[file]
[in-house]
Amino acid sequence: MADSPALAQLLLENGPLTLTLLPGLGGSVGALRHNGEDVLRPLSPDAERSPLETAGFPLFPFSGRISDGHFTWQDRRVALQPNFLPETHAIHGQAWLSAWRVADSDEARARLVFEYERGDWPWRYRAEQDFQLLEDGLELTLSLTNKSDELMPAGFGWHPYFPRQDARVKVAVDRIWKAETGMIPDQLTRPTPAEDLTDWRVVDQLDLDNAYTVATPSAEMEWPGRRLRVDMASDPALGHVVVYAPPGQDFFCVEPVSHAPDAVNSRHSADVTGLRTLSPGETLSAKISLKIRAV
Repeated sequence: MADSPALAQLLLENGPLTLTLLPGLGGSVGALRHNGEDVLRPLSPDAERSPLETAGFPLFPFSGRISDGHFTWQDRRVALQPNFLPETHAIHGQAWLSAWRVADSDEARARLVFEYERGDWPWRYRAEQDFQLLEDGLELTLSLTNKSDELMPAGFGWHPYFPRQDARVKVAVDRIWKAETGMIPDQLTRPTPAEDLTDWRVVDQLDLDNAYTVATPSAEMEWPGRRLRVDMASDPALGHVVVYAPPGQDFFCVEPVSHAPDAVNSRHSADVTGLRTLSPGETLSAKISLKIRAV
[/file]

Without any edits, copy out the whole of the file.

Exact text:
[in-house]
Amino acid sequence: MADSPALAQLLLENGPLTLTLLPGLGGSVGALRHNGEDVLRPLSPDAERSPLETAGFPLFPFSGRISDGHFTWQDRRVALQPNFLPETHAIHGQAWLSAWRVADSDEARARLVFEYERGDWPWRYRAEQDFQLLEDGLELTLSLTNKSDELMPAGFGWHPYFPRQDARVKVAVDRIWKAETGMIPDQLTRPTPAEDLTDWRVVDQLDLDNAYTVATPSAEMEWPGRRLRVDMASDPALGHVVVYAPPGQDFFCVEPVSHAPDAVNSRHSADVTGLRTLSPGETLSAKISLKIRAV
Repeated sequence: MADSPALAQLLLENGPLTLTLLPGLGGSVGALRHNGEDVLRPLSPDAERSPLETAGFPLFPFSGRISDGHFTWQDRRVALQPNFLPETHAIHGQAWLSAWRVADSDEARARLVFEYERGDWPWRYRAEQDFQLLEDGLELTLSLTNKSDELMPAGFGWHPYFPRQDARVKVAVDRIWKAETGMIPDQLTRPTPAEDLTDWRVVDQLDLDNAYTVATPSAEMEWPGRRLRVDMASDPALGHVVVYAPPGQDFFCVEPVSHAPDAVNSRHSADVTGLRTLSPGETLSAKISLKIRAV